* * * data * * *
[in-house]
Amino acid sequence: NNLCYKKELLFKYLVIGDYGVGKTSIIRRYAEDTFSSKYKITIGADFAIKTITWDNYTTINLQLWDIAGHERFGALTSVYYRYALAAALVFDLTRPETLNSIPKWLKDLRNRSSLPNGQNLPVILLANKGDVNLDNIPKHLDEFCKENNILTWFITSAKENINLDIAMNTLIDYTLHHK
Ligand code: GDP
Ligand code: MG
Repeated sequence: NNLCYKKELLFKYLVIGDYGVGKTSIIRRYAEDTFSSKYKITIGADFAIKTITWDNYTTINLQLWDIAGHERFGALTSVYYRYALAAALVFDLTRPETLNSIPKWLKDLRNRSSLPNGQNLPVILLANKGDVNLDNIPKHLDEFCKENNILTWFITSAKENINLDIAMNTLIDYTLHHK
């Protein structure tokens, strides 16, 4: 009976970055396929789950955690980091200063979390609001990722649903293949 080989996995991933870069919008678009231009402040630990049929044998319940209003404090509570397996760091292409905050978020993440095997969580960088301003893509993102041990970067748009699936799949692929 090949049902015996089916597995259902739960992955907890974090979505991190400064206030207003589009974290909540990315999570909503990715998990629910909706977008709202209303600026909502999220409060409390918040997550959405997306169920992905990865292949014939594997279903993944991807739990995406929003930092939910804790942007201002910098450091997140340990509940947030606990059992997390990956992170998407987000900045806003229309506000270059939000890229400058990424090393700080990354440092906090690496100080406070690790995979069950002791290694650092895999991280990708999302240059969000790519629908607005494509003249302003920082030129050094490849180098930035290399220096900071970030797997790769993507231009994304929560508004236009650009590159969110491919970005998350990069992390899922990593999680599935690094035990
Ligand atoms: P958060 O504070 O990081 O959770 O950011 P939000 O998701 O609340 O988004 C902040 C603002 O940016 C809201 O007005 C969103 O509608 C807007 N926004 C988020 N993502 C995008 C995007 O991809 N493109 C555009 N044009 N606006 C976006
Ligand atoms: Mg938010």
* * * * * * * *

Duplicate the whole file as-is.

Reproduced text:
[in-house]
Amino acid sequence: NNLCYKKELLFKYLVIGDYGVGKTSIIRRYAEDTFSSKYKITIGADFAIKTITWDNYTTINLQLWDIAGHERFGALTSVYYRYALAAALVFDLTRPETLNSIPKWLKDLRNRSSLPNGQNLPVILLANKGDVNLDNIPKHLDEFCKENNILTWFITSAKENINLDIAMNTLIDYTLHHK
Ligand code: GDP
Ligand code: MG
Repeated sequence: NNLCYKKELLFKYLVIGDYGVGKTSIIRRYAEDTFSSKYKITIGADFAIKTITWDNYTTINLQLWDIAGHERFGALTSVYYRYALAAALVFDLTRPETLNSIPKWLKDLRNRSSLPNGQNLPVILLANKGDVNLDNIPKHLDEFCKENNILTWFITSAKENINLDIAMNTLIDYTLHHK
């Protein structure tokens, strides 16, 4: 009976970055396929789950955690980091200063979390609001990722649903293949 080989996995991933870069919008678009231009402040630990049929044998319940209003404090509570397996760091292409905050978020993440095997969580960088301003893509993102041990970067748009699936799949692929 090949049902015996089916597995259902739960992955907890974090979505991190400064206030207003589009974290909540990315999570909503990715998990629910909706977008709202209303600026909502999220409060409390918040997550959405997306169920992905990865292949014939594997279903993944991807739990995406929003930092939910804790942007201002910098450091997140340990509940947030606990059992997390990956992170998407987000900045806003229309506000270059939000890229400058990424090393700080990354440092906090690496100080406070690790995979069950002791290694650092895999991280990708999302240059969000790519629908607005494509003249302003920082030129050094490849180098930035290399220096900071970030797997790769993507231009994304929560508004236009650009590159969110491919970005998350990069992390899922990593999680599935690094035990
Ligand atoms: P958060 O504070 O990081 O959770 O950011 P939000 O998701 O609340 O988004 C902040 C603002 O940016 C809201 O007005 C969103 O509608 C807007 N926004 C988020 N993502 C995008 C995007 O991809 N493109 C555009 N044009 N606006 C976006
Ligand atoms: Mg938010």